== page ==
Ho-hum... Some typical Canadian reporters, hard at work … Actual Canadian newsrooms may not appear exactly as illustrated. Below: Archbishop Desmond Tutu. Is he more influential than we imagined in Alberta?
When retired South African Archbishop Desmond Tutu visited Alberta’s Tarpatch capital of Fort McMurray last month and called the output from bitumen mining “filth,” the commentary here in Alberta was pretty predictable.
The right-wing rage machine creaked briefly to life, complained bitterly about celebrities who don’t know what they’re talking about just passing through, and then moved on to other complaints.
About the kindest thing said about the retired Anglican churchman by officials and media in these parts was the suggestion he was a naïve do-gooder who should stick to his theological knitting, never mind that he was a veteran of South African politics during and after the apartheid era and thus probably knew a thing or two about persuasion.
As for his contention that “the oilsands are emblematic of an era of high carbon and high-risk fuels that must end if we are committed to safer climate,” Alberta politicians and oilpatch commentators forgot about his brief appearance almost as soon as he had departed. A few Twitter trolls defamed him for a couple of extra days before they too lapsed into forgetfulness.
Perhaps they should have paid a little more attention, though.
From the Guardian, Britain’s faintly progressive daily newspaper, comes a report that the World Council of Churches, an umbrella group that represents about half a billion Christians around the world, including Anglicans like Archbishop Tutu in both Canada and South Africa, plus members of the United Church of Canada, has decided to pull all of its investments out of fossil fuel companies.
Back in April, Archbishop Tutu told the same U.K. newspaper that “people of conscience need to break their ties with corporations financing the injustice of climate change.”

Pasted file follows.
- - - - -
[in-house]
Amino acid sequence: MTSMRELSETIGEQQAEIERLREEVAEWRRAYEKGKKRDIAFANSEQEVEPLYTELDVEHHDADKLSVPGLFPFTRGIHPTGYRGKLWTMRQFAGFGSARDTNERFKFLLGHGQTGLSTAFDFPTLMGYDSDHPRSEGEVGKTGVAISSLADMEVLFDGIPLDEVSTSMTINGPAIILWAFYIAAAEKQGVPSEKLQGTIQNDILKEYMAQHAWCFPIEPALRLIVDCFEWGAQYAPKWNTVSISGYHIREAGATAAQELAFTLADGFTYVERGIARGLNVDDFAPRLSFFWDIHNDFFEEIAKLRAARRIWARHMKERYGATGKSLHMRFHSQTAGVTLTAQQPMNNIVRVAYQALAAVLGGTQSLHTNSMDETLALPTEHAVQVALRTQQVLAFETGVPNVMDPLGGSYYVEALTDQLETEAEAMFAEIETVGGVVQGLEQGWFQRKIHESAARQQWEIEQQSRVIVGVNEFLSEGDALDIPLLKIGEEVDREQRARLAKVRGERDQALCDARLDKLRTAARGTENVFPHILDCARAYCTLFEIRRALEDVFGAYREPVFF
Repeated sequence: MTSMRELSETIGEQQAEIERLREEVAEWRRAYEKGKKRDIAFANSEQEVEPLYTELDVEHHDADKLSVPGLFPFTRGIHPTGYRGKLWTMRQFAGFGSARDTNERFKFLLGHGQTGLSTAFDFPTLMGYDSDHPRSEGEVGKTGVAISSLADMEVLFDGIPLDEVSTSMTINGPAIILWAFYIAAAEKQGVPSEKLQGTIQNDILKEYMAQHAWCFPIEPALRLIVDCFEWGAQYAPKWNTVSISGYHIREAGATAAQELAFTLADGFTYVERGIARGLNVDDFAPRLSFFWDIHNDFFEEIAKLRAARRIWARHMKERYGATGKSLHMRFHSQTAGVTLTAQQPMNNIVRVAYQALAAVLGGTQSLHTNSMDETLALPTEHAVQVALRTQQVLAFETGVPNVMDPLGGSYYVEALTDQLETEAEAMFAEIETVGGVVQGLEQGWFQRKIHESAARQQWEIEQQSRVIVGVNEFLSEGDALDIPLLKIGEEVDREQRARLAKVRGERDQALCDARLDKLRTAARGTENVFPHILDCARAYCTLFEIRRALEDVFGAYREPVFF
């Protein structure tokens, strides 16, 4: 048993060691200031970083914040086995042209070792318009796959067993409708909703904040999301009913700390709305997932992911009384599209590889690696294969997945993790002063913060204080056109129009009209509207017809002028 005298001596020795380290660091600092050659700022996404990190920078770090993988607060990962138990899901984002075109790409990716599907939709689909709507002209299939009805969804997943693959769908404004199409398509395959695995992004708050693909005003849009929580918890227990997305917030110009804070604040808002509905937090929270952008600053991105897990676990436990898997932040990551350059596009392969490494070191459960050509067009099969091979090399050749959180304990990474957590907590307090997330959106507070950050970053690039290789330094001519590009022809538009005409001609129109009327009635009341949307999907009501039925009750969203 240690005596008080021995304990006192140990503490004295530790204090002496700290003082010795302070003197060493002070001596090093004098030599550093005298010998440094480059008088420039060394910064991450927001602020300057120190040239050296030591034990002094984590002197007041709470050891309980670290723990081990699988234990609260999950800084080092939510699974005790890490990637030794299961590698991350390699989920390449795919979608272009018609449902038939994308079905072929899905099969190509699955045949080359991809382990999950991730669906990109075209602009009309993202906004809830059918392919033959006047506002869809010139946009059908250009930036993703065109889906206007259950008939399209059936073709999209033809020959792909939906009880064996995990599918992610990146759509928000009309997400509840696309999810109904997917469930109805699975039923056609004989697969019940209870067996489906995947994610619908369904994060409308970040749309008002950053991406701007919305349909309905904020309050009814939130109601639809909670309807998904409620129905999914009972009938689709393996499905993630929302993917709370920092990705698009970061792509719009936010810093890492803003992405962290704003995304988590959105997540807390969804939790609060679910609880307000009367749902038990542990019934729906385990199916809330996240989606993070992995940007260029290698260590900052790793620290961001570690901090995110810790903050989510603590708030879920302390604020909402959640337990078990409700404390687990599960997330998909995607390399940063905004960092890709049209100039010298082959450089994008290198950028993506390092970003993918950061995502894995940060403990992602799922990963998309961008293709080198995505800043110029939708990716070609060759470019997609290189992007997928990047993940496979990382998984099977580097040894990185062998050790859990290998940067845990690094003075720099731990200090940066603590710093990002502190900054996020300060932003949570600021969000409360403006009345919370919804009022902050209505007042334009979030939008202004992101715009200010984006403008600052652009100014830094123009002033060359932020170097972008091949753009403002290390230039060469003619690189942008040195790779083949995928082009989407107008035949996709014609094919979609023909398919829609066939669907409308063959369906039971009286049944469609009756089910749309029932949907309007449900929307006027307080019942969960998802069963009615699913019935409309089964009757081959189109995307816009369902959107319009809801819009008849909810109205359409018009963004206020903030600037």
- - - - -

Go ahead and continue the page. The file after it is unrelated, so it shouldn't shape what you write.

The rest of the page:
Now, whether this divestment is a big deal or just a blip on the political radar is hard for a layman (as it were) like me to predict. For one thing, some pretty big churches, like the Roman Catholic Church, are not affiliated with the WCOC, and there may be plenty of investors to buy up they stocks they divest. For another, the WCOC doesn’t have that big an investment portfolio anyway, the Guardian pointed out, and no one yet knows if its member churches will all go along with this.
Still, it’s a powerful symbol, and it’s bound to result in some additional pressure being put on the energy industry – and on the Alberta Tarpatch in particular. What’s more, it’s evidence that when Archbishop Tutu speaks, people listen – even if Alberta’s various varieties of conservative, used to getting their own way without too much backchat, think that’s an outrage.
So at the very least you’d think there’d be some interest out here in the Lone Tar State in this development – if only to dismiss it as inconsequential.
But here in Alberta, and across Canada, the mainstream media seem not to have touched this development with the proverbial 10-foot bargepole. (That’s 3.05 metres to those of you born after 1970.)
Here in the Alberta ’patch, not one of the Calgary Herald, the Edmonton Journal or even Fort McMurray Today seemed to have mentioned it as of yesterday.
They need feel no embarrassment, though, for the national media has ignored it too – leastways, there’s not been a word about it that I could Google up from the Globe and Mail, the National Post, the Toronto Star or the CBC.
Last May, also writing in the Guardian, the United Nations climate chief Christiana Figueres encouraged religious groups to “provide a moral compass to their followers and to political, corporate, financial and local authority leaders” on this issue.
She noted in that article that Archbishop Tutu had called “for an anti-apartheid style boycott and disinvestment campaign against the fossil fuel industry.”
And as the Guardian observed last week, “studies have suggested the fossil fuel divestment campaign, which began in the US, has been faster than any previous divestment movement such as tobacco and apartheid.”
So even if Canada’s tame and obedient media and Alberta’s influential conservatives of various stripes don’t like the message, they might want to pay attention to the story just the same.
I have a feeling that just pretending to have a climate change strategy, as Alberta does, isn’t going to be a very good strategy for dealing with a global divestment movement.
And whether or not it gets covered in Canada just yet, this story isn’t going to go away. Ignore it at your peril.
This post also appears on Rabble.ca.